Does the Hill need a body positivity movement?

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Does the Hill need a body positivity movement?

The Mayfield Senior Body Positivity Club uses a cartoon to promote body positivity.

The Mayfield Senior Body Positivity Club uses a cartoon to promote body positivity.

The Mayfield Senior Body Positivity Club uses a cartoon to promote body positivity.

The Mayfield Senior Body Positivity Club uses a cartoon to promote body positivity.

6:30 a.m.: the piercing sound of your alarm jolts you from a deep sleep. Exhausted, you snooze your phone and scroll through your Instagram feed, liking a picture of Kourtney Kardashian promoting “slimming teas” and waist trainers. You skip breakfast, ignoring the ominous voice of your mom saying, “Breakfast is the most important meal of the day.” Later, school day finished, you head home and are excited to workout and sleep early. These are lifestyle choices your doctor urges you to partake in, choices that are “vital to your health” yet difficult to do with the mountains of homework that must be completed at the same time.

Stressed and overworked teens are bombarded with information about how to become their healthiest selves. The mix of information and priorities that teens must balance can add pressure and heighten thoughts of insecurity.

Social media compounds the problem. With the ever-present juxtaposition of food and fitness accounts, social media presents Tologs with a confusing problem that some schools are taking steps to address.

While FSHA girls have listened to talks from fellow students on body positivity during assemblies and on retreats, there is no club on campus solely dedicated to body positivity. At Mayfield Senior School, however, juniors Lucy Howell and Hayley Eaves recognized the need for a safe space to talk about health, with a special focus on body image.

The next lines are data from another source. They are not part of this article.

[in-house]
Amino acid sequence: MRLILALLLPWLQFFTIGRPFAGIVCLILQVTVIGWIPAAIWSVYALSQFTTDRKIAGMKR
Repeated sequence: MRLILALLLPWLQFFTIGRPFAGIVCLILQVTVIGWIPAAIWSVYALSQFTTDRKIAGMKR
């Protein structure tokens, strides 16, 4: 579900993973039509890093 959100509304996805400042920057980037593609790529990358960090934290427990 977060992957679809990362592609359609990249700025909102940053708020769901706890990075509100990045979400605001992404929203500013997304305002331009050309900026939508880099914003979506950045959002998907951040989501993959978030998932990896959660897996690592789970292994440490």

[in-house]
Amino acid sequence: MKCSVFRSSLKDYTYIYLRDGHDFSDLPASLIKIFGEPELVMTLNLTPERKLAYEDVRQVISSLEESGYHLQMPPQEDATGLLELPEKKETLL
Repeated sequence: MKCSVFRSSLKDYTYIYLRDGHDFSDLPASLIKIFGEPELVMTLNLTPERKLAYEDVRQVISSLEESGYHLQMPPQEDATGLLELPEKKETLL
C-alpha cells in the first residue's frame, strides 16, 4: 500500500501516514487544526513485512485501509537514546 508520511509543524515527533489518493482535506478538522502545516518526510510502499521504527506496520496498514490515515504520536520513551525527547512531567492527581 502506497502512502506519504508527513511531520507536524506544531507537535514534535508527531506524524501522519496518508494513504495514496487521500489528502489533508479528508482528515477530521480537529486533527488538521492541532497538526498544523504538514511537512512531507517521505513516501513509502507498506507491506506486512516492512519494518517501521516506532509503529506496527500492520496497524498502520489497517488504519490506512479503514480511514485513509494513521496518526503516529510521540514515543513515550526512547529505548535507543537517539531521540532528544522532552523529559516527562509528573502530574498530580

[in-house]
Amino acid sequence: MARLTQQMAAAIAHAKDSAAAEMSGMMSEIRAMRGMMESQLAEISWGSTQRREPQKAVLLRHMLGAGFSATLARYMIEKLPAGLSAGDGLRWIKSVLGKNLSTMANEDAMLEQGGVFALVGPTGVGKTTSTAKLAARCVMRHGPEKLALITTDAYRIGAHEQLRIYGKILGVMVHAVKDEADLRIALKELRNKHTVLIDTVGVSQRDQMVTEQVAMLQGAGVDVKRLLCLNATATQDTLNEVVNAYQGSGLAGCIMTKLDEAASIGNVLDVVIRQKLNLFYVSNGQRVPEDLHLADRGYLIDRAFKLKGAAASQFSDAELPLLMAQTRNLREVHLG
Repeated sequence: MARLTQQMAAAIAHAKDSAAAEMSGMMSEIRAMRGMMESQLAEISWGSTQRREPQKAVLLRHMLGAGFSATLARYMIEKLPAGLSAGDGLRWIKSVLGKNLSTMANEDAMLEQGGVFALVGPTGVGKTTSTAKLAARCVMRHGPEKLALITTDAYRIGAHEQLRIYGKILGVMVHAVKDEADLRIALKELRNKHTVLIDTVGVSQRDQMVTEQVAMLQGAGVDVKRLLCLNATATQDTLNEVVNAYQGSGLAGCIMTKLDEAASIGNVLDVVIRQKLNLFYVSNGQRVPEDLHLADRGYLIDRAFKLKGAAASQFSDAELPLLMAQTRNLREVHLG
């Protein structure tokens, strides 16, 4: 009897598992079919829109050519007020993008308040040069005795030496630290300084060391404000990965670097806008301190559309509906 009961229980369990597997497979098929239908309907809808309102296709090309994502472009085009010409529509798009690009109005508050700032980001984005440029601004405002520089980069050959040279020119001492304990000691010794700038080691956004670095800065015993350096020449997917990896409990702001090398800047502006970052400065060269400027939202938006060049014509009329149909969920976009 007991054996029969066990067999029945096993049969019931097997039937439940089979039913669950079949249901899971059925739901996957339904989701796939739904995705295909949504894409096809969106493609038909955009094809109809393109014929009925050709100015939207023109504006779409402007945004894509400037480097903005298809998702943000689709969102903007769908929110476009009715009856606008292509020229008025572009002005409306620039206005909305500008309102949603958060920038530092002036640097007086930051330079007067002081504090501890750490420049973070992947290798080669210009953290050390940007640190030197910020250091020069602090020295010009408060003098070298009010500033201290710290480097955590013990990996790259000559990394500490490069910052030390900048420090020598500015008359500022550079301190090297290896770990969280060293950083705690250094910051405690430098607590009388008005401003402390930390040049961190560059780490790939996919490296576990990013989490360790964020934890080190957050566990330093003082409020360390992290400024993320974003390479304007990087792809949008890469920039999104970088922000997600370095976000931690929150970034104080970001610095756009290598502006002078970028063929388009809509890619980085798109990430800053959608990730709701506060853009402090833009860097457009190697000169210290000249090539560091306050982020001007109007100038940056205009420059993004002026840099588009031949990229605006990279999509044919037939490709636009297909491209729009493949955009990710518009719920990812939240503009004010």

“I know that I am not the only person that has been negatively affected by diet culture and beauty standards,” Howell said. “I wanted to create a club that spread more positive messages of self love and inclusivity.”

The club is extremely popular at Mayfield. Out of a student body of 330, 200 students are members.

“[Our membership] shows [us] that many teenage girls are affected by the lack of inclusivity, which is needed to bring a community together and promote self love,” Eaves said.

In addition to starting the club, Howell and Eaves created an Instagram account with messages of body positivity, so the supportive messages of self love could continue to impact girls after they left school.

The Instagram account, @mss.body. positive, has around 150 followers. Its feed features posts on “toxic positivity” and promotes assemblies on body positivity. The account’s content is a sharp contrast to the list of celebrities whose feeds promote “skinny teas” and fail to promote inclusivity.

“Anyone who has an Instagram knows that there are so many accounts that push diets and exercise routines on people by making others feel bad about the way they look,” Howell said. “There is definitely some grey area in our society about what is deemed healthy and what is not.”

Ana Cristina Bailey, a sophomore at FSHA, thinks a body positive group similar to Mayfield’s would be a very beneficial resource for FSHA students to have.

“A body positive group would be really cool,” said Bailey. “I think a lot of people would join.”

Many Tologs on campus have recently devoted themselves to healthy living through cleaner eating and exercise and could benefit from a self love support group as they continue to strive to be healthy. Hopefully, the body positive movement will alleviate the pressure that comes with being healthy and clarify that health is a personal and unique experience.